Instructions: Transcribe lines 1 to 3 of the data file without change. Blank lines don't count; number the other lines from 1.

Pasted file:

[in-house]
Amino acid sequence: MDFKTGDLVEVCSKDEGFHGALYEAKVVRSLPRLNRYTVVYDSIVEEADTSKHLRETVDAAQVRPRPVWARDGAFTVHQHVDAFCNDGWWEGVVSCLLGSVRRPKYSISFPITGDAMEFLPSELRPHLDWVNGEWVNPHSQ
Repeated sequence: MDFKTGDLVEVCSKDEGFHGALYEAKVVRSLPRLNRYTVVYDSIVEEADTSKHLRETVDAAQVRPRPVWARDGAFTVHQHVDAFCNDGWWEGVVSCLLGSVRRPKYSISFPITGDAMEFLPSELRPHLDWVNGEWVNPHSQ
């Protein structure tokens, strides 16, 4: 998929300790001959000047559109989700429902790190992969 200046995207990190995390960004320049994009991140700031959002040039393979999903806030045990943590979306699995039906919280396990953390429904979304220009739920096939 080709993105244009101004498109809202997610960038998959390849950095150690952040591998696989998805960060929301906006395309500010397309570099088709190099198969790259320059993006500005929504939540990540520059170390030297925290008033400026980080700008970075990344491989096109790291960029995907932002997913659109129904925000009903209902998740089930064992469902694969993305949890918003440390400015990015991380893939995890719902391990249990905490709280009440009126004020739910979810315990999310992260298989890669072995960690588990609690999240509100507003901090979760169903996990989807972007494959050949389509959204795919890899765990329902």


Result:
[in-house]
Amino acid sequence: MDFKTGDLVEVCSKDEGFHGALYEAKVVRSLPRLNRYTVVYDSIVEEADTSKHLRETVDAAQVRPRPVWARDGAFTVHQHVDAFCNDGWWEGVVSCLLGSVRRPKYSISFPITGDAMEFLPSELRPHLDWVNGEWVNPHSQ
Repeated sequence: MDFKTGDLVEVCSKDEGFHGALYEAKVVRSLPRLNRYTVVYDSIVEEADTSKHLRETVDAAQVRPRPVWARDGAFTVHQHVDAFCNDGWWEGVVSCLLGSVRRPKYSISFPITGDAMEFLPSELRPHLDWVNGEWVNPHSQ